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The Tudor Society

24 July – Richard Hesketh and his plot to depose Elizabeth I

On this day in Tudor history, 24th July 1553, merchant and conspirator Richard Hesketh was born in Lancashire. Hesketh is known for the Hesketh Plot of 1593, when he urged Ferdinando Stanley, 5th Earl of Derby, to lead a rebellion to claim the throne of England.

But who was Richard Hesketh and why did he plot against Queen Elizabeth I? What happened to him and what happened to Ferdinando Stanley? And why did Stanley take bezoar stone and uncorn horn?

Find out all about Hesketh, his background, his plot, and the aftermath in today's talk.

Also on this day in Tudor history, 24th July 1567, twenty-four-year-old Mary, Queen of Scots, who was imprisoned at Lochleven Castle, and who was recovering after miscarrying twins, was threatened with violence and forced to abdicate. Her young son, James, became King James VI of Scotland in her place. Find out more about what happened in last year’s video:

Also on this day in history:

  • 1534 – Jacques Cartier, the French explorer, landed in Canada, at Gaspé Bay in Quebec, and claimed it for France by placing a cross there.
  • 1594 – John Boste, Roman Catholic priest and martyr, was hanged, drawn and quartered in Durham after being accused of leaving and re-entering England without permission. He was canonized in 1970 by Pope Paul VI.

Transcript:

On this day in Tudor history, 24th July 1553, merchant and conspirator Richard Hesketh was born in Lancashire. Hesketh is known for the Hesketh Plot of 1593, when he urged Ferdinando Stanley, 5th Earl of Derby, to lead a rebellion to claim the throne of England.

Let me tell you a bit more about Richard Hesketh and his plot…

Richard Hesketh was the fourth son of landowner Gabriel Hesketh, who was from Aughton New Hall in Lancashire, and his first wife, Jane Halsall. Hesketh was apprenticed to a man called Hugh Fayreclough and became a freeman of the Clothworkers’ Company in London in 1578, when he was 25. He was mentioned by John Dee in his diary in 1581 as a friend and agent in Antwerp who, while exporting cloth, also carried letters from Dee to his contacts in Antwerp and who searched for books for him.

Hesketh married widow Isabel Shaw in around 1586. In 1589, he was forced into exile for three years following his involvement in a riot near Preston which caused the death of two men. While in exile in Prague, he joined the circle of alchemist Edward Kelley and was protected from trouble when Kelley fell from favour in 1591 by Jesuit Thomas Stephenson. A year later, he was working in intelligence for Sir William Stanley in Flanders, who was there fighting for Spain and who was supporting the claim of Henry Stanley, 4th Earl of Derby to the throne of England. Hesketh returned to England in the summer of 1593 and in September 1593 he travelled to Lathom House, home of the Stanleys. Henry Stanley died that very day and his son, Ferdinando, became the 5th Earl of Derby. Ferdinando had a claim to the throne as his mother was Lady Margaret Clifford, granddaughter of Charles Brandon, Duke of Suffolk, and Mary Tudor, Queen of France, sister of King Henry VIII. Hesketh put forward the idea that Ferdinando should lead a revolt against Elizabeth I and claim the throne. Ferdinando had two meetings with Hesketh regarding Hesketh’s plot, but when Hesketh joined him on his journey to the royal court at Windsor, Ferdinando took him as prisoner and turned him over to the queen’s privy council.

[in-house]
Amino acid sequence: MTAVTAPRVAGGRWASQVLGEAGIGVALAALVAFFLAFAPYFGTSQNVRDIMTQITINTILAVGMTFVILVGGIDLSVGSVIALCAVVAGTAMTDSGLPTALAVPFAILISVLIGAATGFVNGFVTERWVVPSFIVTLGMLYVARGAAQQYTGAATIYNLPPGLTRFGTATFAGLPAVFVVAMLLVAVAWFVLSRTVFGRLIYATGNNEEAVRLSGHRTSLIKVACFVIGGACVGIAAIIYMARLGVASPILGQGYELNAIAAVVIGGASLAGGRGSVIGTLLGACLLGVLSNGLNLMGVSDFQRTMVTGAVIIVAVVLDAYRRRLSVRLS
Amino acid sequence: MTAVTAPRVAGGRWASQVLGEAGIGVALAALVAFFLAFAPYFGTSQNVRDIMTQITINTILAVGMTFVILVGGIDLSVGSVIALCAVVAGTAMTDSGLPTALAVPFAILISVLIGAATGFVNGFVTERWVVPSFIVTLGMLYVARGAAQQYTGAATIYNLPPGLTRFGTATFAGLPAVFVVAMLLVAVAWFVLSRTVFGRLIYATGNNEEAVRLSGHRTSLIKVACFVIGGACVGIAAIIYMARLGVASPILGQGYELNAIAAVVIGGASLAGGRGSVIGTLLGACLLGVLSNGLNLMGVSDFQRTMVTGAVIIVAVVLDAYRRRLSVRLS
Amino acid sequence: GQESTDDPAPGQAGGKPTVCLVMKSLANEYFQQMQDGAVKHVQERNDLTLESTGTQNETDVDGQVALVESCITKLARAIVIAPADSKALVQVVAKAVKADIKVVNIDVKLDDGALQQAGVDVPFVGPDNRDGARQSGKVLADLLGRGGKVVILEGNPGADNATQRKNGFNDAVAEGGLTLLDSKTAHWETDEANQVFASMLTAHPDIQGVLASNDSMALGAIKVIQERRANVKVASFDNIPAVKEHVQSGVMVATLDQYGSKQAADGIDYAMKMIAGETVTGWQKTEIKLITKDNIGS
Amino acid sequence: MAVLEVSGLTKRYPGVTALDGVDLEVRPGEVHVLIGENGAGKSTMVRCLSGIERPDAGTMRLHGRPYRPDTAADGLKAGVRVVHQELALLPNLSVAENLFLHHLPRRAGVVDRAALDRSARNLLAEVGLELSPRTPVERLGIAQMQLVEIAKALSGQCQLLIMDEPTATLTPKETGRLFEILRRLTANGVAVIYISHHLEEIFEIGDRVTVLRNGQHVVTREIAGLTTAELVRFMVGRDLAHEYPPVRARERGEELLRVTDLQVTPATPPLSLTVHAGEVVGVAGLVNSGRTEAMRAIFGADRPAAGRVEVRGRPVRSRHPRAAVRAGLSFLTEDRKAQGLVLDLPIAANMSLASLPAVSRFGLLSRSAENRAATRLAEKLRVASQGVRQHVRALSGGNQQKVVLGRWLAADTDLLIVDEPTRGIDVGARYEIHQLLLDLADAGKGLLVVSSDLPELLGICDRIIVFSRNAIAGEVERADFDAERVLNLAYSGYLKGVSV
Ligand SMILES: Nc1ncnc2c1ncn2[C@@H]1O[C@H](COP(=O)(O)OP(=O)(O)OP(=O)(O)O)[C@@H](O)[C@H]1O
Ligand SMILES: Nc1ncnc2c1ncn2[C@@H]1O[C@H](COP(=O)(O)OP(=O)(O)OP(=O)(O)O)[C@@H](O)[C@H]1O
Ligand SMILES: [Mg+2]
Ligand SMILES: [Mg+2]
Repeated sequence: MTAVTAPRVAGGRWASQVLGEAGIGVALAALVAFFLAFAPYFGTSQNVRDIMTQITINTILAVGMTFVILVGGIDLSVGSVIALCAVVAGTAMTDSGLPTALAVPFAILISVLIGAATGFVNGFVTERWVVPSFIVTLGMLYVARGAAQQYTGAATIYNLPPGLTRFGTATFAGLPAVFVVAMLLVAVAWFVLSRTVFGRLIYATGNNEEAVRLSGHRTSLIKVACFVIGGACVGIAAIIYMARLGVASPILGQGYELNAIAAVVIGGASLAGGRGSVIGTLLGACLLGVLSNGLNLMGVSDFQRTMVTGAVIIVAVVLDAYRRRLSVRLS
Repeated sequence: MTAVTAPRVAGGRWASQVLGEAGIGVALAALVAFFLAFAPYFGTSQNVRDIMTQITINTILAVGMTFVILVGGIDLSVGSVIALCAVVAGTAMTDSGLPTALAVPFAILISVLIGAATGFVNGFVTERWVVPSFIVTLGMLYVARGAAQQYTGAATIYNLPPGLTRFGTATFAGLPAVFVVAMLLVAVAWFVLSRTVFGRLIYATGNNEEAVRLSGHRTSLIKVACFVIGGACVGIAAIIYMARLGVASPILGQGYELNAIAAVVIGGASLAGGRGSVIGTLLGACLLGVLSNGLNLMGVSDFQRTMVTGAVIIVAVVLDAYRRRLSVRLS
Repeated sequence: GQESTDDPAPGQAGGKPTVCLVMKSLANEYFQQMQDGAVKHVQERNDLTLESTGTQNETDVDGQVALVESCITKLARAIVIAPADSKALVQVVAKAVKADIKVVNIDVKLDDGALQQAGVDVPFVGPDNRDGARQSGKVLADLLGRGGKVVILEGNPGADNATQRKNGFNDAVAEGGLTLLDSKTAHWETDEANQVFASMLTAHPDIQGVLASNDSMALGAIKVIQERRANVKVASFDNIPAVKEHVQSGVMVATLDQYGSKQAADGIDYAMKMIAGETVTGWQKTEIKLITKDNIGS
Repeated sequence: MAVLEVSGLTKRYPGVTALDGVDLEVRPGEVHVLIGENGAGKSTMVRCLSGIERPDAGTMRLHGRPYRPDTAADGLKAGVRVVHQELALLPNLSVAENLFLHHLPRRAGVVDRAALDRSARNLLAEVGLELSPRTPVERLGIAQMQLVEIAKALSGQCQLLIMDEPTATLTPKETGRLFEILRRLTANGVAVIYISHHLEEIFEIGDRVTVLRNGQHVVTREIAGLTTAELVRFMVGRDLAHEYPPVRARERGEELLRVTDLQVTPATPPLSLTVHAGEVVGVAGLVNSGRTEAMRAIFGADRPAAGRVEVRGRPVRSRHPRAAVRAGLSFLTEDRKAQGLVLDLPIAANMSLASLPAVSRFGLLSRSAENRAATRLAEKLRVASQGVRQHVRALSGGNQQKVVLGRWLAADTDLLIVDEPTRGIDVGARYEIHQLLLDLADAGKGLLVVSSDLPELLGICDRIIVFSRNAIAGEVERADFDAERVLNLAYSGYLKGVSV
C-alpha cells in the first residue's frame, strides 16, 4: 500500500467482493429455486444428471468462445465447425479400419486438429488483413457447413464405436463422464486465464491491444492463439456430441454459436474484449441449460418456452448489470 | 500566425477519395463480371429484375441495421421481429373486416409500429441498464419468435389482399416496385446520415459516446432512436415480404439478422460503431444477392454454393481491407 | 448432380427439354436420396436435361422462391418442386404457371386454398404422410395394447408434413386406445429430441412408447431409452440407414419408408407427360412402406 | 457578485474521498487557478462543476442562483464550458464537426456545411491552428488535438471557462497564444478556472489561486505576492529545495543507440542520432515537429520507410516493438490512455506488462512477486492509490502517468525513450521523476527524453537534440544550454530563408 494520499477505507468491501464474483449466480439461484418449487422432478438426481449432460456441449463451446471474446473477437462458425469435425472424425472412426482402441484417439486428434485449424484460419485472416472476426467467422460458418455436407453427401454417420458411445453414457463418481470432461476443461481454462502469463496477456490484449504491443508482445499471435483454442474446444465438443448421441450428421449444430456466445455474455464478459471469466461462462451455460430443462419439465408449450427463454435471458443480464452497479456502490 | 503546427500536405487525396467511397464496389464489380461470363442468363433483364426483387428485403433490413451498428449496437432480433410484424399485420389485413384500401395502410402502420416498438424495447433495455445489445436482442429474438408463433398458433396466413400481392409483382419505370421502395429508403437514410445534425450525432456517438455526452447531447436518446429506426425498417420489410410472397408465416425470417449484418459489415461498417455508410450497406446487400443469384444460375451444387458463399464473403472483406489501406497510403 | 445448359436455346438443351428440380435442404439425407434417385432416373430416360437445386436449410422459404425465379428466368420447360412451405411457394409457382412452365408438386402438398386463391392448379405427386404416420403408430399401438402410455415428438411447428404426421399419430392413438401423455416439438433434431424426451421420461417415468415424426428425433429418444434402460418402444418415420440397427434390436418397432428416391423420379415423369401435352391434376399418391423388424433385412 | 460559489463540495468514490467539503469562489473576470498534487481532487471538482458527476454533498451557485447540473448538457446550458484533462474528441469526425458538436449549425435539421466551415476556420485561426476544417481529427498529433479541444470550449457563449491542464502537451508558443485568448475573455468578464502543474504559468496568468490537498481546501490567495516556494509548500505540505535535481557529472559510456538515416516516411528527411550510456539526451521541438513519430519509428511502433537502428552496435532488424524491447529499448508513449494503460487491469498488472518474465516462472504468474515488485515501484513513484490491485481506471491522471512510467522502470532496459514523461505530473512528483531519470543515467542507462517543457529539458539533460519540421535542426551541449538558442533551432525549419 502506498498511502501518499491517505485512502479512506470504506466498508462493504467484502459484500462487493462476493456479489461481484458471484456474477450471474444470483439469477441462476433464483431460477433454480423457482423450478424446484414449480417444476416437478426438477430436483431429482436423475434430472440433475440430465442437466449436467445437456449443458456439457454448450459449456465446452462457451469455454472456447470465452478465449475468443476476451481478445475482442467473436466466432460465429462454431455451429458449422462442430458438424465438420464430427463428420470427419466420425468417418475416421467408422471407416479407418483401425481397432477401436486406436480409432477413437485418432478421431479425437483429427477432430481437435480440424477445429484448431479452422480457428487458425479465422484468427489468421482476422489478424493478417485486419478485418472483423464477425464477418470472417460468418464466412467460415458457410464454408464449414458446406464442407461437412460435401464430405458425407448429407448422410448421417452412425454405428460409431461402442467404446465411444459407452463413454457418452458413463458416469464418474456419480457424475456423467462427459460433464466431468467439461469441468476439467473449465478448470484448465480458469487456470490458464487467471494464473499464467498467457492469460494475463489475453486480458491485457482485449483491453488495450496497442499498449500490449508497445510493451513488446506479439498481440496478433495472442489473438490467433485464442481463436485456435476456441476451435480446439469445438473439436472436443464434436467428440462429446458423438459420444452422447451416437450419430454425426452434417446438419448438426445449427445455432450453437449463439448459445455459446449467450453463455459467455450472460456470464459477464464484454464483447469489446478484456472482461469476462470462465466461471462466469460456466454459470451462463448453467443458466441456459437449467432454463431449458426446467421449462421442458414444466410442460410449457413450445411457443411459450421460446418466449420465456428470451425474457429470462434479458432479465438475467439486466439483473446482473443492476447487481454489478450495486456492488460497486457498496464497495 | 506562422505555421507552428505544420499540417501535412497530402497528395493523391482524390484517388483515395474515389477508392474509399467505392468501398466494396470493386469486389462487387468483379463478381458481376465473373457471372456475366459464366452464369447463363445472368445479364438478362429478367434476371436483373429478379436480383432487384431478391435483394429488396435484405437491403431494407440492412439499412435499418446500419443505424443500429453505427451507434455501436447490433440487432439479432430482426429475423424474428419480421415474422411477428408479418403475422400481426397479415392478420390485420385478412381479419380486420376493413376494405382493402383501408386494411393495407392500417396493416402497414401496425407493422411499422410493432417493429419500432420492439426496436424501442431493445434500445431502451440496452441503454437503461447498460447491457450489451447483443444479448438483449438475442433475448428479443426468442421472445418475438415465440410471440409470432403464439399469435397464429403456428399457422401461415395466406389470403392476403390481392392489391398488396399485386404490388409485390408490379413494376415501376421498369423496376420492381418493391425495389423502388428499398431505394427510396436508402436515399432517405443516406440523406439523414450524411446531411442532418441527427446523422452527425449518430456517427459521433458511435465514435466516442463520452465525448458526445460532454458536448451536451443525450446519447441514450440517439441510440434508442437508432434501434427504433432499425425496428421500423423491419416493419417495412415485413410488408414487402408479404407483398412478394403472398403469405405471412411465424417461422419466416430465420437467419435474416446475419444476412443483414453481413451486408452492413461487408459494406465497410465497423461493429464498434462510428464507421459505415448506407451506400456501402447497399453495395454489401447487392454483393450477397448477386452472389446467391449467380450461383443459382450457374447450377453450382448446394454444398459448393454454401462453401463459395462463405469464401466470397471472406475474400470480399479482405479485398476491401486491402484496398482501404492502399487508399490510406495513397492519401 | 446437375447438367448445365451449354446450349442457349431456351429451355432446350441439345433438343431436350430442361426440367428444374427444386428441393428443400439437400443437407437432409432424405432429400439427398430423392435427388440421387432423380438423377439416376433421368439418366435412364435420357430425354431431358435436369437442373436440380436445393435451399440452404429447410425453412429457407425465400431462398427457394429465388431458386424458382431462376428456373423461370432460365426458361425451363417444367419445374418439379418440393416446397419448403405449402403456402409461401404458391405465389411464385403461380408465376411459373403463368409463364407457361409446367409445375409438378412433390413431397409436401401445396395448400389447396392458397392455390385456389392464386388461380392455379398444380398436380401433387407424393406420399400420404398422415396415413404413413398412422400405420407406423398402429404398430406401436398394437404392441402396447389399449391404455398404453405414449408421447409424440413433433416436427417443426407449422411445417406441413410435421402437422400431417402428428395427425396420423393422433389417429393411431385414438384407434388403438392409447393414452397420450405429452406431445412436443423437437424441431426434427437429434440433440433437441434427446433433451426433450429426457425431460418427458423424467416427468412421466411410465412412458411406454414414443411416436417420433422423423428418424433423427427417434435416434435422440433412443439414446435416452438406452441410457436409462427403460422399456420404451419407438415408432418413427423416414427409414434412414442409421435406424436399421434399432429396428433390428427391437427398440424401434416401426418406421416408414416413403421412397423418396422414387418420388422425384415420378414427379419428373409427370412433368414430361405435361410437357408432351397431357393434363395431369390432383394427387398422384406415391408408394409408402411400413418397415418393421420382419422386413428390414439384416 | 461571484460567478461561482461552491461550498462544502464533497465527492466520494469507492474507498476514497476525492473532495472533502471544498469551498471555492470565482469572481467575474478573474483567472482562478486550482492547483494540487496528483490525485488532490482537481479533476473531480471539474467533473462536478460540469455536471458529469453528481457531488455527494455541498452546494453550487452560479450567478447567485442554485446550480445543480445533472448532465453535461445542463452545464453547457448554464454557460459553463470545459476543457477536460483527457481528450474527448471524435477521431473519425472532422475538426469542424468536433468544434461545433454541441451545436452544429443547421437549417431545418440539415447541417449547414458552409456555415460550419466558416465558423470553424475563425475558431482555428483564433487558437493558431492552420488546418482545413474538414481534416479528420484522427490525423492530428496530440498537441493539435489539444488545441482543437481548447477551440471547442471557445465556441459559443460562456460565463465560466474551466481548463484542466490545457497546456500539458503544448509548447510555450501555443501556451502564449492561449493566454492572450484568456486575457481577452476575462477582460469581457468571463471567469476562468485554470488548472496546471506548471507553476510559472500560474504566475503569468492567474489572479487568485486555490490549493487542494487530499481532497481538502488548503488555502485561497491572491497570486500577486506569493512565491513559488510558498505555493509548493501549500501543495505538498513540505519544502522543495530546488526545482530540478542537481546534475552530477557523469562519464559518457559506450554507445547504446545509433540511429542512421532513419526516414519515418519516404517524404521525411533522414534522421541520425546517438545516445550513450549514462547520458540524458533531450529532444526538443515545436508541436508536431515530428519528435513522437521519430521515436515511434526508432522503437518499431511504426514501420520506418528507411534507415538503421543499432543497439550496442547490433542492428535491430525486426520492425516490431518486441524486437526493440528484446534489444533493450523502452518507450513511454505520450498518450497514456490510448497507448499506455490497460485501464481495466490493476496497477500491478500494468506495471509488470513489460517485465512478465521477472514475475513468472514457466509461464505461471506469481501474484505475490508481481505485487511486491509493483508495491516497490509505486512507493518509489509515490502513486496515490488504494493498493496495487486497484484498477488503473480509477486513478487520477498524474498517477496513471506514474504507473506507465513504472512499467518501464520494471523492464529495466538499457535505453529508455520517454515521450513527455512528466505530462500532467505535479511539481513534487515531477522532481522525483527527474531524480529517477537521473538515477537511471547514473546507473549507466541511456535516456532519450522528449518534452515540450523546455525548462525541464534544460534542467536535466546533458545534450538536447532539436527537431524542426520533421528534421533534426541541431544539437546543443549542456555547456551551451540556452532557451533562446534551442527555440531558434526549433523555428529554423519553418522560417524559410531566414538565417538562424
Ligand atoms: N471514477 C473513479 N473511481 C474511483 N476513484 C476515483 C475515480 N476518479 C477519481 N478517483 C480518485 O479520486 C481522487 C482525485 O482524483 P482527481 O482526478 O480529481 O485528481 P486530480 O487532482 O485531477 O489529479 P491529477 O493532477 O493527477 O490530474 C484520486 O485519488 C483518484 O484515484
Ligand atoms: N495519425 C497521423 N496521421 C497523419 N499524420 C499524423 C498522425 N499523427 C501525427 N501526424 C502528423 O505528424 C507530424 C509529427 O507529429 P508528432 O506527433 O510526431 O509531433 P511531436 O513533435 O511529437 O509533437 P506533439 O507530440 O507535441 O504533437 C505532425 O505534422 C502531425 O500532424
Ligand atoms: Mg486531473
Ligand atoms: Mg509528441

Hesketh was interrogated at Ditton House, near Windsor Castle, and on 15th October 1593 Hesketh confessed to the plot. On 24th November, he was tried for treason at St Albans, as London was affected by an outbreak of plague, his trial being presided over by Sir Thomas Egerton, attorney general. Hesketh was found guilty and executed on 29th November 1593, denying his Catholic faith.

On 5th April 1594, Ferdinando was suddenly taken ill, vomiting violently, his vomit being described as the colour of “soot or rusty iron”. Ferdinando believed that he had been bewitched and others claimed that he had been poisoned. He took all kinds of medicines, including bezoar stone and unicorn’s horn, but nothing worked. He died on 16th April 1594.

Only 1 comment so far Go To Comment

  1. B

    Hi, I am a genealogist and believe Richard Hesketh may be a relation. Is there a site that would show me his children or more about his family? All I can find is to do with the Plot to depose Elizabeth l. Any direction/ help would be gratefully received. I do have links back to 1569 but I am reluctant to go any further without Corroboration. Kind Regards Bernadette Hampson

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24 July – Richard Hesketh and his plot to depose Elizabeth I